Feel Good, Feel Better, Feel Wonderful

Keep ur mind in the vertical motion
Always looking up

Prince – Feel Good, Feel Better, Feel Wonderful – LotusFlow3r


Earlier in the year Jude Huton @judehunton  asked me to present at   which took place on 9th June. The following blog is par of my presentation and slides – without my waffle in between.  My talk was suitable for any subject or phase. If are a different subject teacher just replace the English resources for your own subject/key stage. I have split KS4 and KS3 strategies/interventions otherwise this blog will go on and on; you can read about KS4 here.

KS3 Interventions

I do need to state in advance I work in a small, private independent school and I fully understand that makes managing classes/students easier than in a large secondary.  As a department again we’ve seen significant progress with student standardised scores increasing dramatically through the specific starters and homework put in place.


The first issue I tackled was SPaG through starters. I created one starter per lesson with answers. The ppts are basic but all follow the same format – here’s an example of some of the starters I’ve put together:

ks3 startersks3 starters

ks3 starters

I create one per lesson, with answers. These have worked because:

  1. they form a routine for students
  2. they get students writing quickly, but accurately in a short time frame
  3. they get 5 SPaG questions (blue slide), then mark immediately (green slide)
  4. there’s consistency across classes, all use them.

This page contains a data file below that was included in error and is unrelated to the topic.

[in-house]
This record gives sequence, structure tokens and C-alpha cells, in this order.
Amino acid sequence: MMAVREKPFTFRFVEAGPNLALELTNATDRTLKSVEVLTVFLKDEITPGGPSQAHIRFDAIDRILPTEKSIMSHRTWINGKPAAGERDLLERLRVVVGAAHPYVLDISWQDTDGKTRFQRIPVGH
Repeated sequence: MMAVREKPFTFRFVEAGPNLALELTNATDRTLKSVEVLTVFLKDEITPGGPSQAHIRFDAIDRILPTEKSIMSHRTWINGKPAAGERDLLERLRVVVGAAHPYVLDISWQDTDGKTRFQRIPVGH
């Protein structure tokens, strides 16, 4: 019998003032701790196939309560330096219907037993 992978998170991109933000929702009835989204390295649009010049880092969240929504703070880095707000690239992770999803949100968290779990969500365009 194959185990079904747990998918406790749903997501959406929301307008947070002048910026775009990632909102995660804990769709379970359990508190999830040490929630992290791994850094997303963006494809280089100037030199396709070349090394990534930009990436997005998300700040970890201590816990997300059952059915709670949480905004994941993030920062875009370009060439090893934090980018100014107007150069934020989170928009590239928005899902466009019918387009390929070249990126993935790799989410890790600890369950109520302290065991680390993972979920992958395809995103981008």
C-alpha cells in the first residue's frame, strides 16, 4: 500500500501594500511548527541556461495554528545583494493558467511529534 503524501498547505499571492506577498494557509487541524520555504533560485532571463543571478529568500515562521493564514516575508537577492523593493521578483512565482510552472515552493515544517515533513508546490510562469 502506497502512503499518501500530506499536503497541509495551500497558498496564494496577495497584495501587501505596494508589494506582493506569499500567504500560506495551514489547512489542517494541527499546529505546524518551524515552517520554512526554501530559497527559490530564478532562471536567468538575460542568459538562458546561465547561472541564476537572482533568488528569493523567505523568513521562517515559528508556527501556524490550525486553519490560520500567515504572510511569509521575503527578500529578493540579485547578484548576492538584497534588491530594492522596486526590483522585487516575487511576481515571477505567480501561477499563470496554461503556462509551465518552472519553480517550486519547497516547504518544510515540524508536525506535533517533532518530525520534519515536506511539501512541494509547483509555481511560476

How we will improve for 18/19 – students all purchase a small dictionary (and a grammar rulebook) at the start of year 7, but I’ve rarely seen them use them. By making some of the slides dictionary based students are forced to use them. The hope here is using a dictionary will become part of every English lesson. Something I rarely see at the moment.

Another issue I saw was some students finished the work quickly, then twiddled thumbs until others catch up. From Sept they will be encouraged to work from a grammar book until all students have completed the five tasks.  For some students teachers did print out the starters.

We want our students to learn more vocabulary – we all know this is key – to do this I’ve built some starters (see slide 3), which looks at 5 words for students to learn/answer questions on, in context. This is continued the next day, using the same 5 words (see slide 5) but different questions.


I’ve mimicked the weekly homework we set at KS4, for KS3. Students are given a piece of text to read, then have to answer anywhere between 6-14 multiple choice questions. These are saved on PDF and uploaded to our homework platform. Here’s an example of a piece of prose and a poem used:

KS3 homework

How we will improve for 18/19 – these homeworks have worked well. To improve for this year I will issue parents with a list of the homework titles so they can check homework/scores etc.

I’ve also created some Quizlet simple 5-word weekly spelling tests for years 7-9. If you haven’t used Quizlet get on it – it’s really easy to use:


You can have a little go on this ‘sample test’ I’ve put together: Test – 5 spellings 

Students can download the app and do these quickly on their phones! All the options from learn, test and match are just so easy to use. Note to use ‘spell’ you need to use a browser, not Quizlet app. I think these will prove very useful.